Allocating physicians to rural areas in Japan: Validity and ethical considerations

By Masatoshi Matsumoto.

Physicians predominantly cluster in urban areas, often leaving rural populations underserved. This phenomenon is observed worldwide. Consequently, the question arises: is it both necessary and justifiable for governments to allocate physicians to rural regions?

In addressing this issue, the Japanese government has adopted an approach involving the establishment of Jichi Medical University (JMU) and the implementation of regional quotas (RQs) for medical schools. Through JMU/RQs, local students aspiring to practice medicine in rural areas are recruited. These students receive a six-year education at no cost (JMU) or with a scholarship (RQs), followed by licensure and assignment by their home prefecture government to serve in the prefecture for a nine-year period. This includes 4-6 years of rural service within the prefecture. Currently, JMU/RQs participants comprise 11.6% of all medical school entrants. While JMU/RQs have demonstrated a high level of effectiveness in addressing rural physician shortages, ethical concerns surrounding these policies have surfaced. These concerns pertain to the necessity of utilizing public funds for policy implementation and the ethical implications of constraining physicians’ personal freedoms.

The justification for governmental management of these programmes and the allocation of physicians to rural areas can be evaluated through the lens of principles of social justice, utilitarianism, luck egalitarianism, the concept of liberty, and medical professionalism. All these principles, concepts, and norms lend support to the notion of government control over physician distribution, particularly in cases where a shortage of physicians exists in certain regions while others experience an excess. Moreover, the concept of allocation aligns with the fundamental assumption (equal burden for equal benefit) of the national health insurance system that encompasses the entire population, as well as the basic human right (the right to a healthy life regardless of place of residence) enshrined in the Japanese Constitution. These principles and concepts do not preclude the validity of allocation, even when it entails a temporary limitation of individual physicians’ freedom.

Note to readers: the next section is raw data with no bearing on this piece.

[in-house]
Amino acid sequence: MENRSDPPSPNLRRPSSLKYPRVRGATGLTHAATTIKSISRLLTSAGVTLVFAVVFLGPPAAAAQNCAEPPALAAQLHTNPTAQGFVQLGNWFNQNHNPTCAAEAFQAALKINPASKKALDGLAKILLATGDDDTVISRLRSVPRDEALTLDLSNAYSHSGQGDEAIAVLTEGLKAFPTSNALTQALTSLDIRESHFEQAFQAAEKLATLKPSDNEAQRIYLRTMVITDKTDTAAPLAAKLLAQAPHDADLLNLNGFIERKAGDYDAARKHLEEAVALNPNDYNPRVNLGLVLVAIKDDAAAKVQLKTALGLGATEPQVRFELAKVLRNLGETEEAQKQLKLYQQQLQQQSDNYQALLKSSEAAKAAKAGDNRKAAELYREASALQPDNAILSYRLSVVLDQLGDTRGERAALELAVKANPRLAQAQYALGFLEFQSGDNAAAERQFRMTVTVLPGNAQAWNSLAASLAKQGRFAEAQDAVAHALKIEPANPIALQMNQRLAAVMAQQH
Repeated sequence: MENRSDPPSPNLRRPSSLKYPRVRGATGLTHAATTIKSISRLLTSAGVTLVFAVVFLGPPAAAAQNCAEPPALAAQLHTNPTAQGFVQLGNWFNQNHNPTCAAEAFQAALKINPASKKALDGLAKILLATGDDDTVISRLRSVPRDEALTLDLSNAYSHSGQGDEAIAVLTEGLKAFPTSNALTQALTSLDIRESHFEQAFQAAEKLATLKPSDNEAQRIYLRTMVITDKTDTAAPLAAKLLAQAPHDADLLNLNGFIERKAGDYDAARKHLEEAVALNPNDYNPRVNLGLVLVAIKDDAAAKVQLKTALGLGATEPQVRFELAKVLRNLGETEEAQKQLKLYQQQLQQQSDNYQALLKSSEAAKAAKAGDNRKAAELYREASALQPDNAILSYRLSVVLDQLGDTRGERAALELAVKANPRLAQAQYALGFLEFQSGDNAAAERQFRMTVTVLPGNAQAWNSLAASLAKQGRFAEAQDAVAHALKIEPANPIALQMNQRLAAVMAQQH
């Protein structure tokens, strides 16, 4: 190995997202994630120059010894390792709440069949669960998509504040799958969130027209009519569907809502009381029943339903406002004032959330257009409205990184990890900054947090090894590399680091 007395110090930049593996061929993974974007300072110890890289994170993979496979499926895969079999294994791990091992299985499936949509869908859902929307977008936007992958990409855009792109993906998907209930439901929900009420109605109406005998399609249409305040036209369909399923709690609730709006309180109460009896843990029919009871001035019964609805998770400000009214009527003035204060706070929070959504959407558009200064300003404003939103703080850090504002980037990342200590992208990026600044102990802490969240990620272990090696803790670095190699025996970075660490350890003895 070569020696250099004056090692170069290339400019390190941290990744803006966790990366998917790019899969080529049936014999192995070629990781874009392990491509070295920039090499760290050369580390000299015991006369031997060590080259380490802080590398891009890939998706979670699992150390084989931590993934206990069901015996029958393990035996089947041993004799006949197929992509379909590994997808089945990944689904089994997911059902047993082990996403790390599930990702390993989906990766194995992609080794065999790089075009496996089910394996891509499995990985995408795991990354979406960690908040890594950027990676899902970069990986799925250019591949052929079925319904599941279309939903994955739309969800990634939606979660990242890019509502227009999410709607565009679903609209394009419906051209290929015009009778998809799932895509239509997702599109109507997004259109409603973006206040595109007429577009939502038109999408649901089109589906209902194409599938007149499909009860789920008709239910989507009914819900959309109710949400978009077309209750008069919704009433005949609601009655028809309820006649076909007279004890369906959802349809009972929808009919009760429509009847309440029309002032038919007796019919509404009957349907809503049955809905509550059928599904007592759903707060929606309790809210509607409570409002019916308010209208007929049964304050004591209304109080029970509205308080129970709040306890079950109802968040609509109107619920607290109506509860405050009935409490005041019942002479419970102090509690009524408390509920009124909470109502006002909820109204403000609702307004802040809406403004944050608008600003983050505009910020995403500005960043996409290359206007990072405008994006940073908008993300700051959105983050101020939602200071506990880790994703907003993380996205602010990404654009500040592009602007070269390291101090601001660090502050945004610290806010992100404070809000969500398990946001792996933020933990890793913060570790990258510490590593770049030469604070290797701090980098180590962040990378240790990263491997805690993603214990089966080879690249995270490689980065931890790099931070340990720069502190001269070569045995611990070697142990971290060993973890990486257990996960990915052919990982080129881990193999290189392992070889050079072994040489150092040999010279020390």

A debate in Japan revolves around the current penalties imposed on JMU/RQs physicians who decline the mandated service and opt to buy out their contracts. Some contend that the penalties are severe and ethically questionable, while others argue that they are too lenient given the substantial investment these physicians receive and the disproportionately low price they pay for contract buyouts. Instituting certain improvements in this area is necessary to further ensure the integrity and maturity of these systems.


Paper title: Ethical issues arising from the government allocation of physicians to rural areas: A case study from Japan.

Authors: Masatoshi Matsumoto, Tatsuki Aikyo

Affiliations:  Department of Community-Based Medical System, Hiroshima University

Competing interests: None declared

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